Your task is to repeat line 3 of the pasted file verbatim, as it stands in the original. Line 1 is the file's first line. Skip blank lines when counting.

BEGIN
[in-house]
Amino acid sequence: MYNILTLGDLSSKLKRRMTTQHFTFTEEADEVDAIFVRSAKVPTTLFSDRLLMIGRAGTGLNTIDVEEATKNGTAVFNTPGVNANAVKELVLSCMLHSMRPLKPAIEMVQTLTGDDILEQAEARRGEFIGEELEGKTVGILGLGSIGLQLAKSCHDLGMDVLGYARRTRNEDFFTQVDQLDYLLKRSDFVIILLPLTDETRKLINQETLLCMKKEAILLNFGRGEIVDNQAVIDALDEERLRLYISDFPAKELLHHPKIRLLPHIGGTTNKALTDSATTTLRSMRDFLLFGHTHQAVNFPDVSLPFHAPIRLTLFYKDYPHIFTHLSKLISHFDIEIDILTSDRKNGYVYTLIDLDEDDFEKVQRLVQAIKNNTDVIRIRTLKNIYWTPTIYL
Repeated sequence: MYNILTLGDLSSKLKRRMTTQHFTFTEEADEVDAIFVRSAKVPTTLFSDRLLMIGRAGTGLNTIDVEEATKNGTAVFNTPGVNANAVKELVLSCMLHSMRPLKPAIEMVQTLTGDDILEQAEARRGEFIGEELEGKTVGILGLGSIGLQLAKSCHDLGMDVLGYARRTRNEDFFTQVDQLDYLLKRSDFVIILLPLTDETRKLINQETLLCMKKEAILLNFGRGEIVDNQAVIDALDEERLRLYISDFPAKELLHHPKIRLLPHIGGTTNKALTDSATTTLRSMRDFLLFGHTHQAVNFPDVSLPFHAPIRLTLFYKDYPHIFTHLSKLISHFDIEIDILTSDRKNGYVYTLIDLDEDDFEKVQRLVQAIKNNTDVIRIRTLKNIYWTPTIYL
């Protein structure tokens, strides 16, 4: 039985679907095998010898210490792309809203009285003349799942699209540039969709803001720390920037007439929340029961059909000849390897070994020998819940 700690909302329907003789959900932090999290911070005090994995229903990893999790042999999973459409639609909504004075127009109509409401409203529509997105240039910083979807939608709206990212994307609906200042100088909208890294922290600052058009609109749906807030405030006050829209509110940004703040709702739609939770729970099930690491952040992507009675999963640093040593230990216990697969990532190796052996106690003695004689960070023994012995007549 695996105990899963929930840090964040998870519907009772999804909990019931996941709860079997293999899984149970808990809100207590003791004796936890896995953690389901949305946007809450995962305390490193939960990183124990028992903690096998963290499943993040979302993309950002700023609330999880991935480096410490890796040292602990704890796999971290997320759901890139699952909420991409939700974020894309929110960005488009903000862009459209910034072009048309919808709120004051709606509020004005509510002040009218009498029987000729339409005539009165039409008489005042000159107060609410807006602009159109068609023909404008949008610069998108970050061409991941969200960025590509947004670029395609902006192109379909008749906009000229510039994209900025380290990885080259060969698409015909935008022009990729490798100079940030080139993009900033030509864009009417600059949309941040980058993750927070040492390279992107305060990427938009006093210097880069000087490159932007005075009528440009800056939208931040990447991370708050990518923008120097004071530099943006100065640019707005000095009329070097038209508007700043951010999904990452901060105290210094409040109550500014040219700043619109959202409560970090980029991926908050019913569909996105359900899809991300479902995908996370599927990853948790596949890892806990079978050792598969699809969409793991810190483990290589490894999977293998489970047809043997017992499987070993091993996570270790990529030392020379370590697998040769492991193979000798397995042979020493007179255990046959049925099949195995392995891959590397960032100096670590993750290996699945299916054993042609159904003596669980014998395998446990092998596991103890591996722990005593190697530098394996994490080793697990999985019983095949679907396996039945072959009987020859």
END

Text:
Repeated sequence: MYNILTLGDLSSKLKRRMTTQHFTFTEEADEVDAIFVRSAKVPTTLFSDRLLMIGRAGTGLNTIDVEEATKNGTAVFNTPGVNANAVKELVLSCMLHSMRPLKPAIEMVQTLTGDDILEQAEARRGEFIGEELEGKTVGILGLGSIGLQLAKSCHDLGMDVLGYARRTRNEDFFTQVDQLDYLLKRSDFVIILLPLTDETRKLINQETLLCMKKEAILLNFGRGEIVDNQAVIDALDEERLRLYISDFPAKELLHHPKIRLLPHIGGTTNKALTDSATTTLRSMRDFLLFGHTHQAVNFPDVSLPFHAPIRLTLFYKDYPHIFTHLSKLISHFDIEIDILTSDRKNGYVYTLIDLDEDDFEKVQRLVQAIKNNTDVIRIRTLKNIYWTPTIYL